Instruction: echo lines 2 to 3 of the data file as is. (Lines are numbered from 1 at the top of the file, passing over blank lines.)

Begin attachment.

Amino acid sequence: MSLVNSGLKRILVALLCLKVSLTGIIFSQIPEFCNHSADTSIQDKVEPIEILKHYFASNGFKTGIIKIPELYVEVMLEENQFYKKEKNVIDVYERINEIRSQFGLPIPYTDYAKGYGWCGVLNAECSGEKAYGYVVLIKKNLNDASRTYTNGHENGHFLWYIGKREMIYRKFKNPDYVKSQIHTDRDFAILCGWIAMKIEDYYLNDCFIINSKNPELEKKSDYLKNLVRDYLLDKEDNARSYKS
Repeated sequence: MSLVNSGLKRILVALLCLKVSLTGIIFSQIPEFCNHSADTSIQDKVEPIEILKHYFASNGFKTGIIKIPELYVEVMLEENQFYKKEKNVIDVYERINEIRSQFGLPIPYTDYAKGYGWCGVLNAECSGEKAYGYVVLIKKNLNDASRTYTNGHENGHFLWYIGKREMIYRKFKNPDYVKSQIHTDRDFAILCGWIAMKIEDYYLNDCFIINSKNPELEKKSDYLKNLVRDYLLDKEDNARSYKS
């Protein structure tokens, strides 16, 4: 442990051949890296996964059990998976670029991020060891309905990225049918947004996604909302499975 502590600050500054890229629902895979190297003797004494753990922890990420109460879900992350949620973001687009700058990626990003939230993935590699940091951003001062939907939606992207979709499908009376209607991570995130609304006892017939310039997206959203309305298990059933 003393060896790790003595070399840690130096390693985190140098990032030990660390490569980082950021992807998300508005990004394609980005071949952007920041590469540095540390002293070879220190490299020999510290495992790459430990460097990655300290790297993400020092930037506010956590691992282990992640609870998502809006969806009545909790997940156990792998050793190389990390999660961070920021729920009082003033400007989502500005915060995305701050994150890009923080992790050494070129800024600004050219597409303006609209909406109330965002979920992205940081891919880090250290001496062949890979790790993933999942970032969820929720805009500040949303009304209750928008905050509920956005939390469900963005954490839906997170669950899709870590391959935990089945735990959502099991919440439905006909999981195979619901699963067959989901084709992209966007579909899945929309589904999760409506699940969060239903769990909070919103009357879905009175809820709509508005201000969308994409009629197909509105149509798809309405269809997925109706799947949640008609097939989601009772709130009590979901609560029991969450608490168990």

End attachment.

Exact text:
Repeated sequence: MSLVNSGLKRILVALLCLKVSLTGIIFSQIPEFCNHSADTSIQDKVEPIEILKHYFASNGFKTGIIKIPELYVEVMLEENQFYKKEKNVIDVYERINEIRSQFGLPIPYTDYAKGYGWCGVLNAECSGEKAYGYVVLIKKNLNDASRTYTNGHENGHFLWYIGKREMIYRKFKNPDYVKSQIHTDRDFAILCGWIAMKIEDYYLNDCFIINSKNPELEKKSDYLKNLVRDYLLDKEDNARSYKS
């Protein structure tokens, strides 16, 4: 442990051949890296996964059990998976670029991020060891309905990225049918947004996604909302499975 502590600050500054890229629902895979190297003797004494753990922890990420109460879900992350949620973001687009700058990626990003939230993935590699940091951003001062939907939606992207979709499908009376209607991570995130609304006892017939310039997206959203309305298990059933 003393060896790790003595070399840690130096390693985190140098990032030990660390490569980082950021992807998300508005990004394609980005071949952007920041590469540095540390002293070879220190490299020999510290495992790459430990460097990655300290790297993400020092930037506010956590691992282990992640609870998502809006969806009545909790997940156990792998050793190389990390999660961070920021729920009082003033400007989502500005915060995305701050994150890009923080992790050494070129800024600004050219597409303006609209909406109330965002979920992205940081891919880090250290001496062949890979790790993933999942970032969820929720805009500040949303009304209750928008905050509920956005939390469900963005954490839906997170669950899709870590391959935990089945735990959502099991919440439905006909999981195979619901699963067959989901084709992209966007579909899945929309589904999760409506699940969060239903769990909070919103009357879905009175809820709509508005201000969308994409009629197909509105149509798809309405269809997925109706799947949640008609097939989601009772709130009590979901609560029991969450608490168990």